Last Updated: Wednesday, 25 May 2016, 08:28 GMT

U.S. Department of State 2006 Trafficking in Persons Report - Burkina Faso

Publisher United States Department of State
Author Office to Monitor and Combat Trafficking in Persons
Publication Date 5 June 2006
Cite as United States Department of State, U.S. Department of State 2006 Trafficking in Persons Report - Burkina Faso, 5 June 2006, available at: [accessed 26 May 2016]
DisclaimerThis is not a UNHCR publication. UNHCR is not responsible for, nor does it necessarily endorse, its content. Any views expressed are solely those of the author or publisher and do not necessarily reflect those of UNHCR, the United Nations or its Member States.

Burkina Faso (Tier 2)

Burkina Faso is a source, transit, and destination country for women and children trafficked for forced labor and sexual exploitation. Burkinabe children are trafficked within Burkina Faso as well as to Benin, Cote D'Ivoire, Ghana, Mali, Niger, Nigeria, and Togo. Nigerian and Malian children are trafficked to Burkina Faso. To a lesser extent, Burkinabe women are trafficked to Europe for sexual exploitation.

The Government of Burkina Faso does not fully comply with the minimum standards for the elimination of trafficking; however, it is making significant efforts to do so. To strengthen its efforts to combat trafficking, Burkina Faso should educate law enforcement officials about its trafficking law, increase efforts to prosecute and convict traffickers, and strengthen efforts to educate the public about trafficking.


The Government of Burkina Faso continued modest efforts to combat trafficking through law enforcement throughout the last year. Burkinabe law prohibits child trafficking, but there is no law against the trafficking of adults. Out of 44 traffickers detained by police, local vigilance committees, and other security forces in 2005, six were prosecuted and convicted. Most traffickers were released after a short stay in custody. Police failed to follow-up on a case of a Nigerian girl who escaped from forced prostitution in Burkina Faso. The girl was repatriated to Nigeria, but security forces did not attempt to find her traffickers. In a December 2005 public report, the Ministry of Social Action, the lead government agency in combating child trafficking, criticized the Ministry of Justice's lack of progress in addressing trafficking. The government has failed to train Burkinabe prosecutors or security forces on the child trafficking law since its passage in 2003. Burkina Faso signed a multilateral agreement with eight other West African countries to combat trafficking. Under Burkinabe law, while the government may extradite foreign traffickers for prosecution, it is barred from extraditing its own nationals.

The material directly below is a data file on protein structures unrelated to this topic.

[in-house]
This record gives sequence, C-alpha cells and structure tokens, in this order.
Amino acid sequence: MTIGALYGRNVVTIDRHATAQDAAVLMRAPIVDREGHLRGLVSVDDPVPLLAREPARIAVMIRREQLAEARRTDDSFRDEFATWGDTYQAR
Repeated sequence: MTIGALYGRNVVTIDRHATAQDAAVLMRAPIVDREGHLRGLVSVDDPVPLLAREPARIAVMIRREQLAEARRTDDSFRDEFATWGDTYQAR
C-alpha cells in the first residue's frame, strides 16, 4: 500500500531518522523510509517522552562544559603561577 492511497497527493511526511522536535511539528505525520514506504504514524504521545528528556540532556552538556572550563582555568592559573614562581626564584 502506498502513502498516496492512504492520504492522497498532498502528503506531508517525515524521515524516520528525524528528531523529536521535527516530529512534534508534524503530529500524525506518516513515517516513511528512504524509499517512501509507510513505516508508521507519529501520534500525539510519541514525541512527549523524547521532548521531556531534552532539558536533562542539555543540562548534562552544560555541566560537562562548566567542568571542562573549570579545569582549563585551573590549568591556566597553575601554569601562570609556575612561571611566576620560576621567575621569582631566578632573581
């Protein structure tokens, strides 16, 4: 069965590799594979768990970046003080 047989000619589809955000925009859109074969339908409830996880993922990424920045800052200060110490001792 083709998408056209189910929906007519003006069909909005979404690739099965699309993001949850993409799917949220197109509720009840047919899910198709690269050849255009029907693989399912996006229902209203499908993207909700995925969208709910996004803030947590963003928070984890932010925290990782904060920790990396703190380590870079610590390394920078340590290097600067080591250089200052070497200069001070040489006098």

The Government of Burkina Faso continued to make limited efforts to protect trafficking victims, despite limited resources. Police, local vigilance committees, and other security forces intercepted approximately 860 trafficked children in 2005. The government continued to operate 19 transit centers for destitute children, including trafficking victims, in collaboration with UNICEF as well as its own center in Ouagadougou. The government continued to help repatriate foreign nationals to their country of origin after a stay of a few days in transit centers and continued to assist with the repatriation of Burkinabe children from Mali and Burkina Faso. The government attempts to return Burkinabe victims to their families soon after placing them in transit centers. While the government generally does not offer services to repatriated Burkinabe child victims, some families of victims receive micro-credit loans to provide an income alternative to their child's labor. The government did not punish victims for unlawful acts that were a direct result of their being trafficked.


The government continued to make limited efforts to raise awareness about trafficking, despite the lack of resources to launch an aggressive education campaign. During the year, government officials regularly spoke out against trafficking in persons. The government has undertaken campaigns to educate parents and children about the dangers of trafficking. Although a committee of government and international organization officials drafted a national action plan against trafficking in 2002, it has yet to be adopted by the Cabinet.

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